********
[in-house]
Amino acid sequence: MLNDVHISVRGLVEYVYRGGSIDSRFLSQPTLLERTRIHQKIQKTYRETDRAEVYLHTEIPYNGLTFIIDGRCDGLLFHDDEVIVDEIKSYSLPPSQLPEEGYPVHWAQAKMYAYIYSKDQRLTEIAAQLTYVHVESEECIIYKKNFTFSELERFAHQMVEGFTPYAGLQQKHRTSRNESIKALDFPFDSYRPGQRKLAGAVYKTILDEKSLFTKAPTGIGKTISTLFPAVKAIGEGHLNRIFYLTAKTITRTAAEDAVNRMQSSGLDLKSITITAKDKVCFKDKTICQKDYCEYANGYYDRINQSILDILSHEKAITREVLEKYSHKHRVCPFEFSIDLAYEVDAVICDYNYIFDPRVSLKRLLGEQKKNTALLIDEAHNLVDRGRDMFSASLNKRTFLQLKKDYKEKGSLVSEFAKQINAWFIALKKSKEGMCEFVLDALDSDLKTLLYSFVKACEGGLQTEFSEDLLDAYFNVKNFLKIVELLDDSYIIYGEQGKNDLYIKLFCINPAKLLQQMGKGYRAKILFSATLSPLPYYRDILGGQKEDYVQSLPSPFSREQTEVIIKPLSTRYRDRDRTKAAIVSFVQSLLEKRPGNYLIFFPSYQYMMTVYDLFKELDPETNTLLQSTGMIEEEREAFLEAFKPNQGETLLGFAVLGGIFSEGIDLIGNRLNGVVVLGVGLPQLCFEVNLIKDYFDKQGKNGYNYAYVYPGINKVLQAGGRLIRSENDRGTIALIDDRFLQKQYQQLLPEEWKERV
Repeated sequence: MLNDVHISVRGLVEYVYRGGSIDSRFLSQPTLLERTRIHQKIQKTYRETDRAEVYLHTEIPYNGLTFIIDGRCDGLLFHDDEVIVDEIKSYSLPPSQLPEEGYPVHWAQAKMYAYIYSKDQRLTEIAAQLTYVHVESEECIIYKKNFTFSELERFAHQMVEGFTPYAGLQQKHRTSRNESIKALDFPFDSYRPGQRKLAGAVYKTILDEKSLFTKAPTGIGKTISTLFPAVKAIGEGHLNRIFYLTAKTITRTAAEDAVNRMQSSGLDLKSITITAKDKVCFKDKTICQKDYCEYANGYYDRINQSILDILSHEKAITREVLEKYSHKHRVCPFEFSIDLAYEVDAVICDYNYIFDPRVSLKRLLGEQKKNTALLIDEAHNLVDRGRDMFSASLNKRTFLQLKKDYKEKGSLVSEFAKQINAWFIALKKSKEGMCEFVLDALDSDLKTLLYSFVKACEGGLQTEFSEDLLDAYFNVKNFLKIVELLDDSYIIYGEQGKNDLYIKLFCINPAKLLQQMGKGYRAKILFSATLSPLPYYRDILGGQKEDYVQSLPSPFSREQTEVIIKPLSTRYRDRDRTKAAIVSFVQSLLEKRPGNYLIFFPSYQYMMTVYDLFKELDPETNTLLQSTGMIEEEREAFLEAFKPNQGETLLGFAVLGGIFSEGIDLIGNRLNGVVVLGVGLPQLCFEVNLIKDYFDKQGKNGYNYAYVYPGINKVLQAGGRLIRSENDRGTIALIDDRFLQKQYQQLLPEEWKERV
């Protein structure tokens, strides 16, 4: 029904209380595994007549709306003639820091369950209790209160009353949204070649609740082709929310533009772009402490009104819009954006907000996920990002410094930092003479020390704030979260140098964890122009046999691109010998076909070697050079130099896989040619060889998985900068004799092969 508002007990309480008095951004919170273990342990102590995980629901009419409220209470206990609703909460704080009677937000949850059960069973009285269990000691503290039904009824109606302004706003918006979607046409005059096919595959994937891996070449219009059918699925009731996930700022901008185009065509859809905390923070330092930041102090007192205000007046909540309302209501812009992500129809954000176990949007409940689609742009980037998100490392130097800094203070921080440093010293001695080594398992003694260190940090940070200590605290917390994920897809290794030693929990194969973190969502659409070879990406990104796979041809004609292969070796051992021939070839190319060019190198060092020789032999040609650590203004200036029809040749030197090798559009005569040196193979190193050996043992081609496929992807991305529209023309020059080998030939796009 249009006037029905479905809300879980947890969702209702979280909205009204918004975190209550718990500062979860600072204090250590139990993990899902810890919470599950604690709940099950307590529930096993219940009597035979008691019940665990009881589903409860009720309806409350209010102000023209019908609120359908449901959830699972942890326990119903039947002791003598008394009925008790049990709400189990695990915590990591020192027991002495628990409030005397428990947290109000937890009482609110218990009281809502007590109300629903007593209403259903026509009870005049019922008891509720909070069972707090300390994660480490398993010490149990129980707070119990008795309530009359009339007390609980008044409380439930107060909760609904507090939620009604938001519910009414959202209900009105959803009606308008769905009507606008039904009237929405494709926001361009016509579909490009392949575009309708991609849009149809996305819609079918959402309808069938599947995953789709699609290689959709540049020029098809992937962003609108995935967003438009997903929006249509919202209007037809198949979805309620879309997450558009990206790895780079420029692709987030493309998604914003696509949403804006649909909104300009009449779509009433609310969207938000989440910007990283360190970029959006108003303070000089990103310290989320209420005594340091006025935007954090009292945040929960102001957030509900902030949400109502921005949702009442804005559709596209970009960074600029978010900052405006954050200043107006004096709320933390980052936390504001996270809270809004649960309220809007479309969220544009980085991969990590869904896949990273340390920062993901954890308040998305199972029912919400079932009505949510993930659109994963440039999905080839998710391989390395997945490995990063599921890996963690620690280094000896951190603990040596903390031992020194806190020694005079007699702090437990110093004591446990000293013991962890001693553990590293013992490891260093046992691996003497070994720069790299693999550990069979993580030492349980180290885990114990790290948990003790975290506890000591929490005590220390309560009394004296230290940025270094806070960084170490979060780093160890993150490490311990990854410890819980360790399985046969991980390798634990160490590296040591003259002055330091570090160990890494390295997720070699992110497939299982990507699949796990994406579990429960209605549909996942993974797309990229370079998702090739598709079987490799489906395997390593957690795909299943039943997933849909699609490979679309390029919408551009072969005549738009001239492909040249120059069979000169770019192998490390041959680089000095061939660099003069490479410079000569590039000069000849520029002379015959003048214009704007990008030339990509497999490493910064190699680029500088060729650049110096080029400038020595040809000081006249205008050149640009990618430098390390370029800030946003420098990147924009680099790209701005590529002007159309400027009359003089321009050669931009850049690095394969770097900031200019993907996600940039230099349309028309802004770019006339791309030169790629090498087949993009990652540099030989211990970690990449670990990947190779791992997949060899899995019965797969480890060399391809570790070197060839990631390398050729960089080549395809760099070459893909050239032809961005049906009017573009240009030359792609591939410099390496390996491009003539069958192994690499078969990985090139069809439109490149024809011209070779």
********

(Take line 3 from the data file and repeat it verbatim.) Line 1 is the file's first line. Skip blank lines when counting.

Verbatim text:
Repeated sequence: MLNDVHISVRGLVEYVYRGGSIDSRFLSQPTLLERTRIHQKIQKTYRETDRAEVYLHTEIPYNGLTFIIDGRCDGLLFHDDEVIVDEIKSYSLPPSQLPEEGYPVHWAQAKMYAYIYSKDQRLTEIAAQLTYVHVESEECIIYKKNFTFSELERFAHQMVEGFTPYAGLQQKHRTSRNESIKALDFPFDSYRPGQRKLAGAVYKTILDEKSLFTKAPTGIGKTISTLFPAVKAIGEGHLNRIFYLTAKTITRTAAEDAVNRMQSSGLDLKSITITAKDKVCFKDKTICQKDYCEYANGYYDRINQSILDILSHEKAITREVLEKYSHKHRVCPFEFSIDLAYEVDAVICDYNYIFDPRVSLKRLLGEQKKNTALLIDEAHNLVDRGRDMFSASLNKRTFLQLKKDYKEKGSLVSEFAKQINAWFIALKKSKEGMCEFVLDALDSDLKTLLYSFVKACEGGLQTEFSEDLLDAYFNVKNFLKIVELLDDSYIIYGEQGKNDLYIKLFCINPAKLLQQMGKGYRAKILFSATLSPLPYYRDILGGQKEDYVQSLPSPFSREQTEVIIKPLSTRYRDRDRTKAAIVSFVQSLLEKRPGNYLIFFPSYQYMMTVYDLFKELDPETNTLLQSTGMIEEEREAFLEAFKPNQGETLLGFAVLGGIFSEGIDLIGNRLNGVVVLGVGLPQLCFEVNLIKDYFDKQGKNGYNYAYVYPGINKVLQAGGRLIRSENDRGTIALIDDRFLQKQYQQLLPEEWKERV